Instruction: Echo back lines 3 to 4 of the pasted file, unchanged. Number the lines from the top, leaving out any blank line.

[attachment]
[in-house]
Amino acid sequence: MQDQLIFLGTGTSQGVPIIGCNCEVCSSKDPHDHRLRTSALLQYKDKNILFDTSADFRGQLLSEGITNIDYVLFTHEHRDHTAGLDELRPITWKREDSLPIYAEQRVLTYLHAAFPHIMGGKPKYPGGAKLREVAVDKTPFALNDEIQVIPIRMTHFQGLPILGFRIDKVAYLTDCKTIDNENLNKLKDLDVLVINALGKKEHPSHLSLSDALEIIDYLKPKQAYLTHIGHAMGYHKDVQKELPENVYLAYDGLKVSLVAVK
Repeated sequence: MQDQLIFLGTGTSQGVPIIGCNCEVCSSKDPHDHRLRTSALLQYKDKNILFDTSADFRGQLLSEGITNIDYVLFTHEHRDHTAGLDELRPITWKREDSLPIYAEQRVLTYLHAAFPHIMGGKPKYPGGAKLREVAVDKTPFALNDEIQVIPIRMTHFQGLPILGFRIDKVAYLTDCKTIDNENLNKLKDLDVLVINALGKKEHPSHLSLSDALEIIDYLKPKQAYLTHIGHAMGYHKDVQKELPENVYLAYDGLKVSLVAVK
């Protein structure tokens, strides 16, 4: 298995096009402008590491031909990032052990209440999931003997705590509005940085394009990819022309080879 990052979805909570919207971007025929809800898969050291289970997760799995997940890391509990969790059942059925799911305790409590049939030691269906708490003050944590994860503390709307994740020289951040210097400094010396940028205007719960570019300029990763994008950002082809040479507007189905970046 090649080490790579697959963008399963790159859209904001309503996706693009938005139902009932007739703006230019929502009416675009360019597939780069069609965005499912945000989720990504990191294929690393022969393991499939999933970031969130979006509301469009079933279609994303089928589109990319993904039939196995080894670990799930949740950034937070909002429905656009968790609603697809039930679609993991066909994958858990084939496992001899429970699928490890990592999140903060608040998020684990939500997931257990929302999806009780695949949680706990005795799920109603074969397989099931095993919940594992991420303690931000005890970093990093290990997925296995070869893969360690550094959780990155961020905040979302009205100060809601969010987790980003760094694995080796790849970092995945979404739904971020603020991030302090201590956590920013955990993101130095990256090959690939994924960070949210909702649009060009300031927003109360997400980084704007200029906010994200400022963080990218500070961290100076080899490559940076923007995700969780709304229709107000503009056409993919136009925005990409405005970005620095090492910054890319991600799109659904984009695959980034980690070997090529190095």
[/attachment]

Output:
Repeated sequence: MQDQLIFLGTGTSQGVPIIGCNCEVCSSKDPHDHRLRTSALLQYKDKNILFDTSADFRGQLLSEGITNIDYVLFTHEHRDHTAGLDELRPITWKREDSLPIYAEQRVLTYLHAAFPHIMGGKPKYPGGAKLREVAVDKTPFALNDEIQVIPIRMTHFQGLPILGFRIDKVAYLTDCKTIDNENLNKLKDLDVLVINALGKKEHPSHLSLSDALEIIDYLKPKQAYLTHIGHAMGYHKDVQKELPENVYLAYDGLKVSLVAVK
């Protein structure tokens, strides 16, 4: 298995096009402008590491031909990032052990209440999931003997705590509005940085394009990819022309080879 990052979805909570919207971007025929809800898969050291289970997760799995997940890391509990969790059942059925799911305790409590049939030691269906708490003050944590994860503390709307994740020289951040210097400094010396940028205007719960570019300029990763994008950002082809040479507007189905970046 090649080490790579697959963008399963790159859209904001309503996706693009938005139902009932007739703006230019929502009416675009360019597939780069069609965005499912945000989720990504990191294929690393022969393991499939999933970031969130979006509301469009079933279609994303089928589109990319993904039939196995080894670990799930949740950034937070909002429905656009968790609603697809039930679609993991066909994958858990084939496992001899429970699928490890990592999140903060608040998020684990939500997931257990929302999806009780695949949680706990005795799920109603074969397989099931095993919940594992991420303690931000005890970093990093290990997925296995070869893969360690550094959780990155961020905040979302009205100060809601969010987790980003760094694995080796790849970092995945979404739904971020603020991030302090201590956590920013955990993101130095990256090959690939994924960070949210909702649009060009300031927003109360997400980084704007200029906010994200400022963080990218500070961290100076080899490559940076923007995700969780709304229709107000503009056409993919136009925005990409405005970005620095090492910054890319991600799109659904984009695959980034980690070997090529190095």